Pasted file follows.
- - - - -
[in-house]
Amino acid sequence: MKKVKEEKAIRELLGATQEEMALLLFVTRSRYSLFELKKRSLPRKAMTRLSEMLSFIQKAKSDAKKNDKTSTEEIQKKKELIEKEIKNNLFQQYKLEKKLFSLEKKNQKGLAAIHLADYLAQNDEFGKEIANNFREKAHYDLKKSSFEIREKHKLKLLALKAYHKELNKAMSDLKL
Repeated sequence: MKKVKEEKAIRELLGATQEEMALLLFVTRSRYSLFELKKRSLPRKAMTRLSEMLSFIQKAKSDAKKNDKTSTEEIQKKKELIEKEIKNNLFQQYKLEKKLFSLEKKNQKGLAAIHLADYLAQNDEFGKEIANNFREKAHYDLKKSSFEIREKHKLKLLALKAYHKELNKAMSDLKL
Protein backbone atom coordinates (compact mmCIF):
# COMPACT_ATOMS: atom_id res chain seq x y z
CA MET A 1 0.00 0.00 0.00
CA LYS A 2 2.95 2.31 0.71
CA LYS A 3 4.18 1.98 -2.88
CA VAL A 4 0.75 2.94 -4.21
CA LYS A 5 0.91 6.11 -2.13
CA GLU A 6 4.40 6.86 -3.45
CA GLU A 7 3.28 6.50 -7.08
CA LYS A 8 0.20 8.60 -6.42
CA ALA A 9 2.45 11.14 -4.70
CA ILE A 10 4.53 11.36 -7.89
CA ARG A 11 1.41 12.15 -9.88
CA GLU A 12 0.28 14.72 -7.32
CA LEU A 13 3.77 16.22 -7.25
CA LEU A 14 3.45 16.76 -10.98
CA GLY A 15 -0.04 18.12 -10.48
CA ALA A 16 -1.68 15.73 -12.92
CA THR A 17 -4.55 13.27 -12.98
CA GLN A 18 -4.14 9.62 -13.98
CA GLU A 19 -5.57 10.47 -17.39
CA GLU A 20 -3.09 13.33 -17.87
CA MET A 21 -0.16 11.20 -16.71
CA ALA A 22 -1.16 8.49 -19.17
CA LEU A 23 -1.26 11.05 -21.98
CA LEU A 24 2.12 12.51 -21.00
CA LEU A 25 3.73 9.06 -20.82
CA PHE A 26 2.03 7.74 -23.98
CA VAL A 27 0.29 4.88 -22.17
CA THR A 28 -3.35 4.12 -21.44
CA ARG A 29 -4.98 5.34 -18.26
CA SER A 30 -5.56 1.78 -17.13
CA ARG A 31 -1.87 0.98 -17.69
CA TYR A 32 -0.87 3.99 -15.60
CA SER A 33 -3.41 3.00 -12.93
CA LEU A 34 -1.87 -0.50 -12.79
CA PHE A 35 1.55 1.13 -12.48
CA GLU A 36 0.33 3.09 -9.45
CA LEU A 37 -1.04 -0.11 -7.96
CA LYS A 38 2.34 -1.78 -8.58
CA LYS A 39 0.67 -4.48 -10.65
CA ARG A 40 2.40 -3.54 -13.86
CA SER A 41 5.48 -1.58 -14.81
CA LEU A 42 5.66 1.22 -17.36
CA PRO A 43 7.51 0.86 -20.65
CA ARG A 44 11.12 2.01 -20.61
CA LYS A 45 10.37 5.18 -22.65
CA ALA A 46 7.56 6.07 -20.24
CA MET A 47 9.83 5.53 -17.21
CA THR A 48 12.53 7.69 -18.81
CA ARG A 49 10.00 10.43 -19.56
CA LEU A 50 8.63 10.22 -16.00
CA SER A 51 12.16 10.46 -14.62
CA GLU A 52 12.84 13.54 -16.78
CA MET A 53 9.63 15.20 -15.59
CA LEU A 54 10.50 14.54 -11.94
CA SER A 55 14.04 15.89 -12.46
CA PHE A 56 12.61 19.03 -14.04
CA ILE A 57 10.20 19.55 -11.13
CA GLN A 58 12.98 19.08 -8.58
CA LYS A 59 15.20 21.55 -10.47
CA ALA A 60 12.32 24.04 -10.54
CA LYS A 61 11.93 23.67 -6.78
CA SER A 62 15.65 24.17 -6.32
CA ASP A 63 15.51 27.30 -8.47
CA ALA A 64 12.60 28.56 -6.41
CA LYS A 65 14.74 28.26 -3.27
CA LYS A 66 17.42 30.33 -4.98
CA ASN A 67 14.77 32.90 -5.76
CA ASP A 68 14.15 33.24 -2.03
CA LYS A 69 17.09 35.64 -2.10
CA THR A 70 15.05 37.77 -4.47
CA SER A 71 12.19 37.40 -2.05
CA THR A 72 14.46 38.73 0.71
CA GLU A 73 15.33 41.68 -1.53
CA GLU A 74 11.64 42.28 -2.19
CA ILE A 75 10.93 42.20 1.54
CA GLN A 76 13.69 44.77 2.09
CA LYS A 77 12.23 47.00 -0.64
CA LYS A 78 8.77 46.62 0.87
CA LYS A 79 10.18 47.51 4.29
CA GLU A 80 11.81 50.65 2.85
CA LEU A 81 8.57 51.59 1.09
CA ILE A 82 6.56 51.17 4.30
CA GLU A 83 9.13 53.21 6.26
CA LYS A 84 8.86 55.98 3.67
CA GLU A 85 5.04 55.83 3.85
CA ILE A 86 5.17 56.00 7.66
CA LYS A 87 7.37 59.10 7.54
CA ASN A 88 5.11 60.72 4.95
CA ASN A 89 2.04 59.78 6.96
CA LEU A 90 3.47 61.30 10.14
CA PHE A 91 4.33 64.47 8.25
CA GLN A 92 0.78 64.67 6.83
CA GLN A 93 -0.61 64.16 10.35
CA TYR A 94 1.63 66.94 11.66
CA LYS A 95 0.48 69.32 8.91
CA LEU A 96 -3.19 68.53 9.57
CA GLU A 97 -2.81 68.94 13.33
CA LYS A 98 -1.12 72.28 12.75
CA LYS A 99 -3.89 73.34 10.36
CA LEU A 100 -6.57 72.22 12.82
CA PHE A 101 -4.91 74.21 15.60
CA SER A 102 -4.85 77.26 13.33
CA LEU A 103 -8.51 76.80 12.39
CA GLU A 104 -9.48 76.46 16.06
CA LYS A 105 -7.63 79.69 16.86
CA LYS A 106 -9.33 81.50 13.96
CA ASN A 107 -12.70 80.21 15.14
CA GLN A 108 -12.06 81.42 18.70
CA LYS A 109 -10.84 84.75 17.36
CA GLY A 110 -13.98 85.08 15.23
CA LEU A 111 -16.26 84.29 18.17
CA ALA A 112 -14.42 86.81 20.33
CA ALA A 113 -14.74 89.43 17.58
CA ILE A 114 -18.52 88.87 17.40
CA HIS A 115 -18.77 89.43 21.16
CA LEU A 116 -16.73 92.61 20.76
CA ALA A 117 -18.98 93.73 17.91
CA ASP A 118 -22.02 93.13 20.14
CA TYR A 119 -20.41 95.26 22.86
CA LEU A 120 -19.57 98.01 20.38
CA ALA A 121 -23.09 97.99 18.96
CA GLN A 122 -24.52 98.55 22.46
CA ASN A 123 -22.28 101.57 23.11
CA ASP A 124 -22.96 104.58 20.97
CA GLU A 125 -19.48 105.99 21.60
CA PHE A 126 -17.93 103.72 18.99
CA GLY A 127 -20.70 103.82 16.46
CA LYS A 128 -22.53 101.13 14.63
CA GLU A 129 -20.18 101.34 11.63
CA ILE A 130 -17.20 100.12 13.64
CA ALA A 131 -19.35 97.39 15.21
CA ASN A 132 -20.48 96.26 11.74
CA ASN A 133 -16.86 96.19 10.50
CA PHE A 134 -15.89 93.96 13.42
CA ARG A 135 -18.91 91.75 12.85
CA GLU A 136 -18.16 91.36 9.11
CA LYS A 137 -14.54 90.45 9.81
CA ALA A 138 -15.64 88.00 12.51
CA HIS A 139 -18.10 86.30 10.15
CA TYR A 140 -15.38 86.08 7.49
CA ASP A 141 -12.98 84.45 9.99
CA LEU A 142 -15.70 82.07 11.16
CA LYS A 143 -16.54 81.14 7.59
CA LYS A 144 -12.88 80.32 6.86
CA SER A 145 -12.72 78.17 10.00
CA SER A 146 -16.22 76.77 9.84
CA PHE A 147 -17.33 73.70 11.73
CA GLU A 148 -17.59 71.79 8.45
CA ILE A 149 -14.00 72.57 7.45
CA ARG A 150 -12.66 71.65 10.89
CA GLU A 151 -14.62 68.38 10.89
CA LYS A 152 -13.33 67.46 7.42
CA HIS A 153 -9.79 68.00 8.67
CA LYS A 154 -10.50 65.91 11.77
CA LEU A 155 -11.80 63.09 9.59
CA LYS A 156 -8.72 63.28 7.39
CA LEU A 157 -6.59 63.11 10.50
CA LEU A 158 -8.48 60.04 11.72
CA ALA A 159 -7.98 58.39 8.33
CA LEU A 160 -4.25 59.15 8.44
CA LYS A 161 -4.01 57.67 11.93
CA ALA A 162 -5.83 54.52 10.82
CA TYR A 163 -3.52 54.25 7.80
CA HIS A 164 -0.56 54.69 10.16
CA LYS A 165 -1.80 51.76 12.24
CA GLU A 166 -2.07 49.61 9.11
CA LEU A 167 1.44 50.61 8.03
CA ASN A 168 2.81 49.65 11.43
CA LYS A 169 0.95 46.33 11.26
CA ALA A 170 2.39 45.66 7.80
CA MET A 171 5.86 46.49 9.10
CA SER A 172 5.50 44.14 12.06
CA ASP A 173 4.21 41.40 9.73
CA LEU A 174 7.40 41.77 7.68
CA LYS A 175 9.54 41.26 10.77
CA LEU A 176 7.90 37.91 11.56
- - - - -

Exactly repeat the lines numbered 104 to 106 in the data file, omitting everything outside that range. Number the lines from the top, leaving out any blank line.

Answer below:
CA LYS A 99 -3.89 73.34 10.36
CA LEU A 100 -6.57 72.22 12.82
CA PHE A 101 -4.91 74.21 15.60